Another Santa Ana wind event is expected to sweep through the region this week, bringing with it the potential threat of wildfire danger, the National Weather Service said Sunday.
Forecasts called for weak Santa Ana winds to develop through mid-week with peak gusts of up to 40 mph. Moderate winds remain possible on Thursday and Friday.
Elevated fire weather conditions expected through Wednesday as weak #SantaAnawinds develop over #LACounty & VenturaCounty!! Then, a moderate wind event possible Thur-Fri!! #SoCal #CAwx #LAweather pic.twitter.com/kiA1RPcnLd
— NWS Los Angeles (@NWSLosAngeles) October 21, 2019
Temperatures are expected to reach the 90s in parts of the region, including Los Angeles, Anaheim, Riverside, Simi Valley and San Bernardino, according to the weather service. Humidity will be low through Wednesday.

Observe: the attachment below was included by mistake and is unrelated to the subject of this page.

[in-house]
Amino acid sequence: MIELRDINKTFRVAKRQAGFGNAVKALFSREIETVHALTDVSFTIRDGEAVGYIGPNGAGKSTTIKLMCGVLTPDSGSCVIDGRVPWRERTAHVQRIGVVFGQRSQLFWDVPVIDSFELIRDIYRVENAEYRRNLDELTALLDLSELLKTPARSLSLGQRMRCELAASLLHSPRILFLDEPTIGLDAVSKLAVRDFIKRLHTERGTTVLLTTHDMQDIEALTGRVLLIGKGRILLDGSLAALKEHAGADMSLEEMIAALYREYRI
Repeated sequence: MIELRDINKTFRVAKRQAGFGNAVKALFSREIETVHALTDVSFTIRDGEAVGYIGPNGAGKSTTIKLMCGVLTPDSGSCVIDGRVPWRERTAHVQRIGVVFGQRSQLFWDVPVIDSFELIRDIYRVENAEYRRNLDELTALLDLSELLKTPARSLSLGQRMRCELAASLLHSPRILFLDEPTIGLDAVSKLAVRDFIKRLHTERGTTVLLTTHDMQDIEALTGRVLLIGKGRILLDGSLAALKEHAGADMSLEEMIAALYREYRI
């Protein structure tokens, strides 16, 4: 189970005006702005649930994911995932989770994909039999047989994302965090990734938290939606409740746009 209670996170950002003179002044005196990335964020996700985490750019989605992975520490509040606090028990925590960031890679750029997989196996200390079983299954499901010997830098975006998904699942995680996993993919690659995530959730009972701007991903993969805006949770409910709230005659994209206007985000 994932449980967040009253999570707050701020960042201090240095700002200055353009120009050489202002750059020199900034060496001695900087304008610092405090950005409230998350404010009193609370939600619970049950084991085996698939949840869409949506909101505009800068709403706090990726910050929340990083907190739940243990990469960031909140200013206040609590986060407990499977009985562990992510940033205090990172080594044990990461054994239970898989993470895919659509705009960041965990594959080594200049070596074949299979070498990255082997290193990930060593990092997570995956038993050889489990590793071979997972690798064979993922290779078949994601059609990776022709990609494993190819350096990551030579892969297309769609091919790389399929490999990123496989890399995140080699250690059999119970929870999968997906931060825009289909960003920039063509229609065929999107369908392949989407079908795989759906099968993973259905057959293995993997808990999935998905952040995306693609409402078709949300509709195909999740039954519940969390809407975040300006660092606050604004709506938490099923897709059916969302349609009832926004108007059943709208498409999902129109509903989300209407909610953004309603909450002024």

Anaheim was “the hottest place in America” on Monday, when the city reached a high of 98, according to the National Weather Service. Yorba Linda reached 97, while Fullerton, Chino, Santee, Long Beach and Death Valley reached 96, the agency reported.
Anaheim was the hottest place in America today with a high of 98! Yorba Linda and San Pasqual Valley were right behind with a high of 97. Fullerton, Chino, Escondido, Santee, Long Beach and Death Valley finished third with a high of 96. #cawx pic.twitter.com/Yc5XrBtba5
— NWS San Diego (@NWSSanDiego) October 22, 2019
The conditions prompted Southern California Edison to warn thousands of customers of potential power outages to mitigate the elevated fire threat.
The potential service outages have been a way for the utilities in the state to try and mitigate the risk of elevated fire danger from high winds and low humidity.
Such conditions are expected to be present in Southern California through Wednesday.
As of 8:30 a.m., no customers were without power, but more than 17,000 SoCal Edison customers faced the risk of possibly losing service in L.A, Orange, San Bernardino, Santa Barbara and Ventura counties.
But by early afternoon, no warning remained for any customers, according to the utility’s website.